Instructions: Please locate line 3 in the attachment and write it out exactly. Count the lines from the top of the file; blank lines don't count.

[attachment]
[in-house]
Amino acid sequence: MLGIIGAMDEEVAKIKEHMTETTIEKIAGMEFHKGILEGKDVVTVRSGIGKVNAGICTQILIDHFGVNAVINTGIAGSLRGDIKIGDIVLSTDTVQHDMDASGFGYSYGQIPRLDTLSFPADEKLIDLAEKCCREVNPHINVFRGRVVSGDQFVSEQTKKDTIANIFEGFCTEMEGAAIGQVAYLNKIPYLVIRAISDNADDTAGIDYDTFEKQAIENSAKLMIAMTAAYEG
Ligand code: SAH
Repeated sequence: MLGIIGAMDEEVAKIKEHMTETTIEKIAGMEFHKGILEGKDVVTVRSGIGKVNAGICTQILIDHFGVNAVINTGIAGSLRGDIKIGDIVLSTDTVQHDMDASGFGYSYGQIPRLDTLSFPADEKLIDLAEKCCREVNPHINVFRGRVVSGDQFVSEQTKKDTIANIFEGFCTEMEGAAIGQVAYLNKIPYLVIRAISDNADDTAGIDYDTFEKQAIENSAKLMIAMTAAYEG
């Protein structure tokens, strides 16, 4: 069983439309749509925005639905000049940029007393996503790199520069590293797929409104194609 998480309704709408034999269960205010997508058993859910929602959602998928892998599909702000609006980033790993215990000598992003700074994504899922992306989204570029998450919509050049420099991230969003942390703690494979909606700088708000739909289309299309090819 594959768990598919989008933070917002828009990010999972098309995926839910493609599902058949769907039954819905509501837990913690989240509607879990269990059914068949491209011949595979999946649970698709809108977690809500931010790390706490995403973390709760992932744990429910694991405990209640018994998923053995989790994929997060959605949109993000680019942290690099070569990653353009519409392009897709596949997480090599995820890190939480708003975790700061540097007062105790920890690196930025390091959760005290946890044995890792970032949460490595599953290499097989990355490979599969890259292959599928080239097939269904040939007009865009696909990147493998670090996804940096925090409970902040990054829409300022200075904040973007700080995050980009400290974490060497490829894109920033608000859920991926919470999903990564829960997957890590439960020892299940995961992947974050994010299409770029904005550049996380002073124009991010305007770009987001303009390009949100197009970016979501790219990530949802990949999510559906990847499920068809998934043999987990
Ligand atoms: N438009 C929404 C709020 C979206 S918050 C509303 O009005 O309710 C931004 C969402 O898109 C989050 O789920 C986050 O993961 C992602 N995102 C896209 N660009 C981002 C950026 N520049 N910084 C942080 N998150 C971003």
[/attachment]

Ligand code: SAH